consumption, but the cost of a diesel generator is directly proportional to the maximum
power (not energy) required at the peak load demand moment. While PV system cost is a
function of the average load daily consumption, diesel generator cost is a function both of
peak load power and average daily load consumption. Therefore for small loads at rural
dispersed locations, PV power may be an excellent choice for power generation.

Because the cost of the PV system is directly proportional to the load consumption, one of
the main objectives of the system designer is to minimize the energy consumption of the
load. Also it is highly recommended to use DC power rather than an AC power to avoid
using DC/AC inverter which is costly and decreases the system’s reliability.

The initial cost of each SHS is based off estimates for the demand of each household.12.
The initial cost of each SHS PV system is $6,768.51.13

  During the cloudy days it is assumed that the diffused energy is 15% of the direct
   Assuming that each household uses:
(a) 6 fluorescent lamps each 10 W for 6 hours per day (DC)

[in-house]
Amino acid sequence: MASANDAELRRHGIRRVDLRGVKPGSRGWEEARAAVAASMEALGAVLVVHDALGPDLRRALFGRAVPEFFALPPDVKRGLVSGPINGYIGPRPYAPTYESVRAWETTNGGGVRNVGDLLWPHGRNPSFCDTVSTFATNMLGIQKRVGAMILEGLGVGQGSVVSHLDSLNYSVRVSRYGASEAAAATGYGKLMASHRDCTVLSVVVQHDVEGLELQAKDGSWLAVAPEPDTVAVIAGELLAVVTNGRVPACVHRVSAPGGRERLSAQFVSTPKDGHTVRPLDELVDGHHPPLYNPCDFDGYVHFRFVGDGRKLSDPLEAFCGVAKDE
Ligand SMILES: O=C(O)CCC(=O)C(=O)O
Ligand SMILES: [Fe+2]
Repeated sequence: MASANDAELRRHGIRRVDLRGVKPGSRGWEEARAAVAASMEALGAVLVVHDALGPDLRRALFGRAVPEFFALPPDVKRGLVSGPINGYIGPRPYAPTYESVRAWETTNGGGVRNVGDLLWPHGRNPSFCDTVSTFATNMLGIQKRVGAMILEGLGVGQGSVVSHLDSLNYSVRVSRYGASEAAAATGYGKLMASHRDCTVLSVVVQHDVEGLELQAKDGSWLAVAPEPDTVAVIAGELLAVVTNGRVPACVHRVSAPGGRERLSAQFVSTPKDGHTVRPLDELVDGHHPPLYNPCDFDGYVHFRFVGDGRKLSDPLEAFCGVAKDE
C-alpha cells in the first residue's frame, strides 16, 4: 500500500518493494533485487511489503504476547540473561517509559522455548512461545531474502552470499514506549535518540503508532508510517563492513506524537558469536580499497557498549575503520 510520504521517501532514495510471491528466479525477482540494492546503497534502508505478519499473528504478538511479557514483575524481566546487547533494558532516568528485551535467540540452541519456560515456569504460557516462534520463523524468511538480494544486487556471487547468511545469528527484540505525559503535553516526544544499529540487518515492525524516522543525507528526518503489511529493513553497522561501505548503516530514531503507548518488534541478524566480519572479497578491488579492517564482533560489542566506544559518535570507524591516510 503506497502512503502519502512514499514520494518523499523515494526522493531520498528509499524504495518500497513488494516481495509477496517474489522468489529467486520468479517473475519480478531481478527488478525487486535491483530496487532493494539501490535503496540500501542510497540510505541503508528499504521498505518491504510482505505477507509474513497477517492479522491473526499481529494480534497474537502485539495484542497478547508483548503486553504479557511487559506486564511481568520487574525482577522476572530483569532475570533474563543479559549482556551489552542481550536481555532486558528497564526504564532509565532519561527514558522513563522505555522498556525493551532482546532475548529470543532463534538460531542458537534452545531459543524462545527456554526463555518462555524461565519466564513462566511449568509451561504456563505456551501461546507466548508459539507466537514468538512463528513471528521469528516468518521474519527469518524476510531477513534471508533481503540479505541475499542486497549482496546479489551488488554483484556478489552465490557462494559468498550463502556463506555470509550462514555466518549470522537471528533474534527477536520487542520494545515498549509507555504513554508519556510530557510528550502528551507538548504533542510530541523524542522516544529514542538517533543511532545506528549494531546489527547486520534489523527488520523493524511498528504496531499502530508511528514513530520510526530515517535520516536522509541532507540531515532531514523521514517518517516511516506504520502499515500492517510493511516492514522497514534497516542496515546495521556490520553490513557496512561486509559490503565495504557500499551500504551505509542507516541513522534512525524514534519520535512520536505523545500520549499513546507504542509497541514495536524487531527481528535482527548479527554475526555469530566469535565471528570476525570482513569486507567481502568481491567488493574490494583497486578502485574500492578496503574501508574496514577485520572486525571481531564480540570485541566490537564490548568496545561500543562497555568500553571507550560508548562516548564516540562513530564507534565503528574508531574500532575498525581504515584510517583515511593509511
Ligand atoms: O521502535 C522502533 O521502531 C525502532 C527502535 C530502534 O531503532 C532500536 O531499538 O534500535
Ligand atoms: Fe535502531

(b) 1 60 W TV set that operates 4 hours per day
(c) 1 20 W radio and tape recorder that operates 4 hours a day
(d) 1 small refrigerator that consumes 0.5 kWh/day (AC power) is used.
   I am quoting this figure from II.7.

                                                - 13 -
This demand corresponds to the average electricity consumption per person in rural parts
of Egypt. Since the project is New Basaisa is not serving an existing community but
rather building a model community extensive research carefully considered projected loads
for each household and the projected number of households in the future.

Taking into consideration the system’s initial cost and operation and maintenance costs14,
for a DC load supplied by a PV system, the cost is $0.40/kWh15 and $0.63/kWh16 for AC

The initial cost for a diesel powered system is $586.4217. For a diesel generator, the
operation and maintenance cost is $0.60/kWh.

It is clear that the cost of both diesel and PV systems are comparable provided that the